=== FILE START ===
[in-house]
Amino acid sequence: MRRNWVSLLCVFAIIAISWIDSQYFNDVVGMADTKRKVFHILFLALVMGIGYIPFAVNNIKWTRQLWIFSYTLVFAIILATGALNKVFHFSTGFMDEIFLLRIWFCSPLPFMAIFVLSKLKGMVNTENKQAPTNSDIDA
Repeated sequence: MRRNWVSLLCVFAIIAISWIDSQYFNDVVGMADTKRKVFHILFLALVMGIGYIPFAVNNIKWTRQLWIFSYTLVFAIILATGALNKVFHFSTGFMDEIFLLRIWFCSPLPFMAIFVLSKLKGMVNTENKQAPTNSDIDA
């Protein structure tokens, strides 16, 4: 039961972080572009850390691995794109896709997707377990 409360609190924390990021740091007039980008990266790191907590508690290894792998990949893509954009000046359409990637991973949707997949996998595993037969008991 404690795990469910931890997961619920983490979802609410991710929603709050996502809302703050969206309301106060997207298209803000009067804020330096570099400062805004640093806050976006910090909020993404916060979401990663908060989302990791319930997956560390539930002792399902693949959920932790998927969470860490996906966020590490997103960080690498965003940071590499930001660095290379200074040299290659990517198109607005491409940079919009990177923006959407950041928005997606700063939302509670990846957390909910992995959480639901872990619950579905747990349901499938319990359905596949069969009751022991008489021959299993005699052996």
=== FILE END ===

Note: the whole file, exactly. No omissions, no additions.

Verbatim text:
[in-house]
Amino acid sequence: MRRNWVSLLCVFAIIAISWIDSQYFNDVVGMADTKRKVFHILFLALVMGIGYIPFAVNNIKWTRQLWIFSYTLVFAIILATGALNKVFHFSTGFMDEIFLLRIWFCSPLPFMAIFVLSKLKGMVNTENKQAPTNSDIDA
Repeated sequence: MRRNWVSLLCVFAIIAISWIDSQYFNDVVGMADTKRKVFHILFLALVMGIGYIPFAVNNIKWTRQLWIFSYTLVFAIILATGALNKVFHFSTGFMDEIFLLRIWFCSPLPFMAIFVLSKLKGMVNTENKQAPTNSDIDA
């Protein structure tokens, strides 16, 4: 039961972080572009850390691995794109896709997707377990 409360609190924390990021740091007039980008990266790191907590508690290894792998990949893509954009000046359409990637991973949707997949996998595993037969008991 404690795990469910931890997961619920983490979802609410991710929603709050996502809302703050969206309301106060997207298209803000009067804020330096570099400062805004640093806050976006910090909020993404916060979401990663908060989302990791319930997956560390539930002792399902693949959920932790998927969470860490996906966020590490997103960080690498965003940071590499930001660095290379200074040299290659990517198109607005491409940079919009990177923006959407950041928005997606700063939302509670990846957390909910992995959480639901872990619950579905747990349901499938319990359905596949069969009751022991008489021959299993005699052996």